Like just about every member of the upper class, the Downtonians are heading north to start shooting some grouse. The 12 August–The Glorious Twelfth–was and still is the official start of grouse-hunting season, when eager sportsmen (and women) hit the heather moors of Scotland and the north of England to hunt this delicious bird which, as it flies low to the ground at up to 80 mph, also offers sportsmen a significant challenge. Red grouse is the type most commonly hunted in Britain (of the four species of grouse to be found here, one is protected, one so rare that most sportsmen avoid shooting them, and one lives in areas so inhospitable hardly anyone seeks them out), and its meat is flavoured by its diet of heather, blueberry, cranberry, and bog myrtle. All the grouse you find for sale is wild: attempts to rear it in captivity have all failed.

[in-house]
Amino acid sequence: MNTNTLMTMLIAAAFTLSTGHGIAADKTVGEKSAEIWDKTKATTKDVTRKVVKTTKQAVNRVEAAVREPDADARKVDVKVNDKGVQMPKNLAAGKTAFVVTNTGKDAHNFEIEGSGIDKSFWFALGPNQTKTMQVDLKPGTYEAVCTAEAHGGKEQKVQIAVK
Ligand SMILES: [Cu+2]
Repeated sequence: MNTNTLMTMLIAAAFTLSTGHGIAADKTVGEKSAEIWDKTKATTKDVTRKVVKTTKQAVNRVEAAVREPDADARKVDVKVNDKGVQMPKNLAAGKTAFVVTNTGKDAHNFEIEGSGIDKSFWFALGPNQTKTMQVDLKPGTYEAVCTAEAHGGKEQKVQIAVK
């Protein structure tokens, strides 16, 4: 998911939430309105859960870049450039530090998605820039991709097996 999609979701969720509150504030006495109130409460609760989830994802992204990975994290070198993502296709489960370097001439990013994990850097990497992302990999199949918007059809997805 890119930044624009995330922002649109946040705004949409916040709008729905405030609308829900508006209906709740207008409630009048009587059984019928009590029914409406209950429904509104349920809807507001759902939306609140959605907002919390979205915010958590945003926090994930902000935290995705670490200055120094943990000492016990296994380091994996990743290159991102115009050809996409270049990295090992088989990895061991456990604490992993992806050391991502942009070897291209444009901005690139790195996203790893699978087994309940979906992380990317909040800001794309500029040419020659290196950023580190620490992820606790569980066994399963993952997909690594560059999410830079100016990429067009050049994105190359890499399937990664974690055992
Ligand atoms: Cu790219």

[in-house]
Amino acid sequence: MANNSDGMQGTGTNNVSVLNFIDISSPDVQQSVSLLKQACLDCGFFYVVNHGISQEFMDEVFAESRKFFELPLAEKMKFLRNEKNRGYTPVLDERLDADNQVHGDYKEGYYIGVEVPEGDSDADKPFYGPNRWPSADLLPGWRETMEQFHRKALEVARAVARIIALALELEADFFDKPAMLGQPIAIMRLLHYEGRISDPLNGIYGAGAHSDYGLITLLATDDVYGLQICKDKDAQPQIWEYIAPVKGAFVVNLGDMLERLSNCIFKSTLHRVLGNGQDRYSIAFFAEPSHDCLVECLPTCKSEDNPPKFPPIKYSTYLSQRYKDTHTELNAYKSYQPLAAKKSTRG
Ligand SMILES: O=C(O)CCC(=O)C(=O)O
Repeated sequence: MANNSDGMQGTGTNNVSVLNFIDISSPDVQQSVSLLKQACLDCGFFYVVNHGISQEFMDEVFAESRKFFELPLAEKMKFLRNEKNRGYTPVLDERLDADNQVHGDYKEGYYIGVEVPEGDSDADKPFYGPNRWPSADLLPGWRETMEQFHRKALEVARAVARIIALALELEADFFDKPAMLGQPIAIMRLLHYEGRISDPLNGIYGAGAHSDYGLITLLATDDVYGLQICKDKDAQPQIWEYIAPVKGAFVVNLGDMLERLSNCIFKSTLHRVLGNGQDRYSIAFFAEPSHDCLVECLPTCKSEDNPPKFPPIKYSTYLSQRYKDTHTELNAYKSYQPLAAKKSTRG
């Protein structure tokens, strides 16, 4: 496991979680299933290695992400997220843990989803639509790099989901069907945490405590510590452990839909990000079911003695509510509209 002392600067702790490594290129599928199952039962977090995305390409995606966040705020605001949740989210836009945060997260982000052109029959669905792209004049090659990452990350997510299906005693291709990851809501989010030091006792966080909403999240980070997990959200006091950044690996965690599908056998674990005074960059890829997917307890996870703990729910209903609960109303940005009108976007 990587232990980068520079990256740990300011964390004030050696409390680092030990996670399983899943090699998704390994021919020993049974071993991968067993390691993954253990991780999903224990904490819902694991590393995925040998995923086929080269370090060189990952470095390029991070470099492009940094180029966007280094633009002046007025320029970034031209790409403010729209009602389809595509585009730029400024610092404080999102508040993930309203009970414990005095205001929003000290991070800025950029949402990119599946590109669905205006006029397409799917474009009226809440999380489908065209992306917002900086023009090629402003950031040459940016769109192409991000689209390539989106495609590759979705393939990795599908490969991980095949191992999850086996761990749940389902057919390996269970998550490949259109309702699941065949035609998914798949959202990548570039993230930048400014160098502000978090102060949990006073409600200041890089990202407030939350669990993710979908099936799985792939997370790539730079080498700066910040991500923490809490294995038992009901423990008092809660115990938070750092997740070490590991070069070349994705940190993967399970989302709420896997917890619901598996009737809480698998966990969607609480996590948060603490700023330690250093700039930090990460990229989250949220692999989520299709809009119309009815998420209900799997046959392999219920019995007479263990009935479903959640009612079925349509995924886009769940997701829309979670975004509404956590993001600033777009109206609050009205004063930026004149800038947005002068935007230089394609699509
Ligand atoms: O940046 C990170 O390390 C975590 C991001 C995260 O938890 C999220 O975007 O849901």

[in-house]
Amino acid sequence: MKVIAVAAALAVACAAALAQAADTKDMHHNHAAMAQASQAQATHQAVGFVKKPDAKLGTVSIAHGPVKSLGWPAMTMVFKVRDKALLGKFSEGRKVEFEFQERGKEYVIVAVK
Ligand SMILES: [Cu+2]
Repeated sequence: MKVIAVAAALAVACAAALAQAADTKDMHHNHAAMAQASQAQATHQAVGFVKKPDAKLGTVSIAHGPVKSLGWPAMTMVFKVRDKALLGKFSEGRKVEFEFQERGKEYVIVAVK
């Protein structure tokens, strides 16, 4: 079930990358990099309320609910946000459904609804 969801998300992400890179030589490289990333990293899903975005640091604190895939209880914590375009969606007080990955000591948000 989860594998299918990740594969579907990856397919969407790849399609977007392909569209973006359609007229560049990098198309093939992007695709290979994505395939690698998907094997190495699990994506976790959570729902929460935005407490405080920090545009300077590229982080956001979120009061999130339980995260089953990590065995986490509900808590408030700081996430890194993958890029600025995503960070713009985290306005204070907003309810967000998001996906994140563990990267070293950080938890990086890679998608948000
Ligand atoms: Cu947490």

Wealthy people like the Sinderbys and the Crawleys would often rent shooting estates in the north from hard-up aristocrats, or buy one of their own and host lavish shooting parties that saw astonishing numbers of birds killed over just a few days. King Edward VII was a keen sportsman and made the rounds of the great shooting estates along with his son, George, who was known for his rather distinctive shooting style: one arm straight along the barrel, turning to shoot birds behind him with a quick, jumpy step. Shooting weekends were highly formal: after the morning drive the guns would meet up with the ladies somewhere on the estate for a multi-course lunch. After that, the ladies would sometimes join the drive, typically as observers, before returning to the house to change into gowns for tea. At the end of the day came dinner–tails and tiaras were de rigeur, and there was usually a ball the first evening. On other evenings, non-shooting guests would stage amateur theatrical performances rehearsed while the men were out on the morning drives.